By shine, I mean covered in fresh excrement that’s being hit by the sun at just the right angle. Because, seriously, Connecticut’s property taxes are legendary. At being the worst.
Wallethub issued a super important study that identified the worst states for property taxes. Care to wager where Connecticut fell?
Well, if you guessed the numero uno position, I have bad news for you. Because that’s incorrect. Still, that’s a laudable guess considering the state did make the top 5.
According to WalletHub, Connecticut ranked 4th worst out of all 50 states. So, if you needed something to complain about today, you got options. Today, you get to whine either about money or CT-hating Wallethub. Or, you can pick both! No one’s stopping you but yourself.
Anyways, property tax affects everyone. Even renters. It’s because everyone has to pay it, so landlords shrug off some of the costs onto their tenants.
Especially since the average American coughs up roughly $2,149 to pay for the land their home sits upon. In Connecticut, obviously, it’s way higher.
But, to make things sound better, we’re the last state in the nation with a rate under 2 percent, at 1.97 percent. So, there’s that.
However, considering Connecticut’s steep home prices, prices tend to get a little extreme. The median home value rests at $270,000, putting the tax bill at $5,327. But, if you have a house valued at $179k, you pay $3,517 to keep the local government happy.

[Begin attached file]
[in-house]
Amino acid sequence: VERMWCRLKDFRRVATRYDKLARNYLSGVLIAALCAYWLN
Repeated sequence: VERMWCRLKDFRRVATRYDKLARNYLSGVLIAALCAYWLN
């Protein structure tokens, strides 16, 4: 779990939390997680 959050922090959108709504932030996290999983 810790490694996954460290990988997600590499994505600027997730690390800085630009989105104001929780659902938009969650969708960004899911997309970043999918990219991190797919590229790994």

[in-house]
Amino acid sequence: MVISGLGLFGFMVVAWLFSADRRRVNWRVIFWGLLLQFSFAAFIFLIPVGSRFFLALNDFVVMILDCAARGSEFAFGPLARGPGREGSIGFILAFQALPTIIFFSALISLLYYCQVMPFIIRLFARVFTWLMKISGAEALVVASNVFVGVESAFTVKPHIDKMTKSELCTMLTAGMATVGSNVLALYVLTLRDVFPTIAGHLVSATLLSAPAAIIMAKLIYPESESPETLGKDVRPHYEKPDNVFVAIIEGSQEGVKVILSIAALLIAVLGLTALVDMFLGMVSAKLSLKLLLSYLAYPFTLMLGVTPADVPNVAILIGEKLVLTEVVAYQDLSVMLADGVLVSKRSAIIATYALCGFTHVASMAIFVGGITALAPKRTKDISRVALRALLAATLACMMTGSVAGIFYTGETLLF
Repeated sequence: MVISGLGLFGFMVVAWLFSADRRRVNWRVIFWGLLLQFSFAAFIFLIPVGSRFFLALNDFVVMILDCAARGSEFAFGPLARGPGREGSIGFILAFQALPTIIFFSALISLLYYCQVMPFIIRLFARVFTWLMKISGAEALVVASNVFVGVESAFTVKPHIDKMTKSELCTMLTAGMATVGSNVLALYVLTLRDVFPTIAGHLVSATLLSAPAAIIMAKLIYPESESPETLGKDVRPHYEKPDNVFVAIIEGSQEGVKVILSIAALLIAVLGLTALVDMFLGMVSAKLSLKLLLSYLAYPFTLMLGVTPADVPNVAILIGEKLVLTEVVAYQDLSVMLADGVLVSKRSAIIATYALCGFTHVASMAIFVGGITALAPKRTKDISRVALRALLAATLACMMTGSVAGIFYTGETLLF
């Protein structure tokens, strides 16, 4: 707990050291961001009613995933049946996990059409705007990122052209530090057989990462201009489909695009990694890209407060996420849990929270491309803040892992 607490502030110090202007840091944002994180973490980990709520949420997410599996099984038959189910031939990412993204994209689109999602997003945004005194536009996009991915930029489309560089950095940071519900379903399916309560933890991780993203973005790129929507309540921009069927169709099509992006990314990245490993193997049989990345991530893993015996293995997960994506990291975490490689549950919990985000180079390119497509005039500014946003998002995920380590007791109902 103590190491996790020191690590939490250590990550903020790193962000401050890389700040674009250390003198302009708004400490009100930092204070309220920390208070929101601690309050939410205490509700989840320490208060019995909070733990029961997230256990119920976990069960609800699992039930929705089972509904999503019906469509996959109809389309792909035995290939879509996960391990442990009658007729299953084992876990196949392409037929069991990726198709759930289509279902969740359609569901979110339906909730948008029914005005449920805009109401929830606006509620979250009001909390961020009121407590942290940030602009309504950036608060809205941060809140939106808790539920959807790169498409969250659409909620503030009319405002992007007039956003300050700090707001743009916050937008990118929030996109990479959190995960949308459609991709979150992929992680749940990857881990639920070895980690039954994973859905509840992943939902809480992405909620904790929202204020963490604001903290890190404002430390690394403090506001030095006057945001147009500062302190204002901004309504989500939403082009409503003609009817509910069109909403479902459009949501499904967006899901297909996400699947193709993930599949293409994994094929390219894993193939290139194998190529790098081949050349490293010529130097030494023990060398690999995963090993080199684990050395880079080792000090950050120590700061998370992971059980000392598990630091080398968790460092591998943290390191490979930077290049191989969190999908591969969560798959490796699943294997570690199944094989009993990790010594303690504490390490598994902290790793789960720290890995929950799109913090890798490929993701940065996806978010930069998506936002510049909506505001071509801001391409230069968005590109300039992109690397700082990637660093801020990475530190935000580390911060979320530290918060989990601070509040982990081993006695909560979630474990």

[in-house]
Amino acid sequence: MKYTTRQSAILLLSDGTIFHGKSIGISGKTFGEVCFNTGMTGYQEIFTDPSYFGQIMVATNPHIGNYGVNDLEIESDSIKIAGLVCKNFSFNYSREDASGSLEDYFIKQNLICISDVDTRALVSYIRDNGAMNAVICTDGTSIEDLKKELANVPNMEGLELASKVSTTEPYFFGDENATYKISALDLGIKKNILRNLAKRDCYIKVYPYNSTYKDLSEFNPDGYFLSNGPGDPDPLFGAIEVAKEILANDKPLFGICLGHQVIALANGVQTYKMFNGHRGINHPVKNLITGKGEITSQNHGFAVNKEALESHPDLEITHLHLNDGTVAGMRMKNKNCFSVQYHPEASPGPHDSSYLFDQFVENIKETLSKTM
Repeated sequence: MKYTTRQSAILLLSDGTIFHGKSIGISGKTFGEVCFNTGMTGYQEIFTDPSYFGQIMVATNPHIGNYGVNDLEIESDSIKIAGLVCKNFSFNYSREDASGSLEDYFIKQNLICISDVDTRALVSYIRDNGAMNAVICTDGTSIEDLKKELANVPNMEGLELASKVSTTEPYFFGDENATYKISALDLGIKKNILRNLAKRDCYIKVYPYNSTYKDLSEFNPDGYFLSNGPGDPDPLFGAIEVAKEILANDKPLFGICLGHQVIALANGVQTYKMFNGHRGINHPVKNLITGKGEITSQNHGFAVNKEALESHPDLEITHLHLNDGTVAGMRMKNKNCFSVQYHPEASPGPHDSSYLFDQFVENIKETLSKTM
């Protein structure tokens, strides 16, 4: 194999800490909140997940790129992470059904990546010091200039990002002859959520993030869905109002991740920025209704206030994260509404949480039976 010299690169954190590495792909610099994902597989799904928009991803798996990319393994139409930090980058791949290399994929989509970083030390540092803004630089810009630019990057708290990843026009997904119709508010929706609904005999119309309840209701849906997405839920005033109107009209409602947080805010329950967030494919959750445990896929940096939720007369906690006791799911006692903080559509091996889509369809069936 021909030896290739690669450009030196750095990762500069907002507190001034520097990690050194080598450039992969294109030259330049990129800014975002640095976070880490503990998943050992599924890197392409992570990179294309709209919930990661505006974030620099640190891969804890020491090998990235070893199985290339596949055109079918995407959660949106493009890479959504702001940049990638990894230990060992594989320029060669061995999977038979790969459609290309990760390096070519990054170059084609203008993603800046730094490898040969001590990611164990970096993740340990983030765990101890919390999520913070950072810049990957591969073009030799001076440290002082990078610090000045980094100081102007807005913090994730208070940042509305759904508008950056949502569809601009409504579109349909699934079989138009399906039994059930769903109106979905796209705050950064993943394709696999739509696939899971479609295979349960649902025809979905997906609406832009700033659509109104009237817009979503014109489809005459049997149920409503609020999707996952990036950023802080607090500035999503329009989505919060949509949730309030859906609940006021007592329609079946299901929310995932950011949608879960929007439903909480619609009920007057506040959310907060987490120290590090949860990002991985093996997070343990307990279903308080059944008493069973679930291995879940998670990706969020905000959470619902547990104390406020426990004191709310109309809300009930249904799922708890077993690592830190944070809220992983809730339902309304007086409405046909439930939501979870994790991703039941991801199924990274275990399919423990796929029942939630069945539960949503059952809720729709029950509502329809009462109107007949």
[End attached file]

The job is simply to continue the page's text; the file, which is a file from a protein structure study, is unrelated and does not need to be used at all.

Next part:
If you want to flock to a state with lower taxes, head on over to Hawaii, who surprisingly came in #1. Yeah, their property tax rate is only .27 percent.
But, if you want to compare yourself to someone who has it worse than us: look to New Jersey, who towed the line again this year. Their property tax rate is 2.35 percent. So, if you live in a home worth $315k, you cough up roughly $7,500 a year.
Nice to know, right?
The Tax Foundation says property taxes account for a third of all state and local tax collections. Meaning, that’s a state and local government’s biggest cash cow.
And, due to the crisis in Hartford, now the discussion revolves around how necessary it is to keep jacking up the price. Or if it’s even worth it anymore because the city relies too heavily on that particular tax receipt.
But, that’s a discussion that’ll probably never come up for air until after Hartford collapses. If it collapses. I’m sure someone will bail it out before that magic happens.
But, as an aside, did you know Connecticut also ranked 4th worst for overall vehicle property tax? Just, you know, to feel the extra twist of the knife our policymakers inserted into our backs. Because nearly half of our nation’s states don’t even have that particular tax. Not even our neighbors New York and New Jersey.
Kinda sad, am I right?
So, if you have a car that you bought for the average price of $23,000: you cough up $555 a year. And still our politicians don’t understand why we keep telling them it’s too expensive to live here.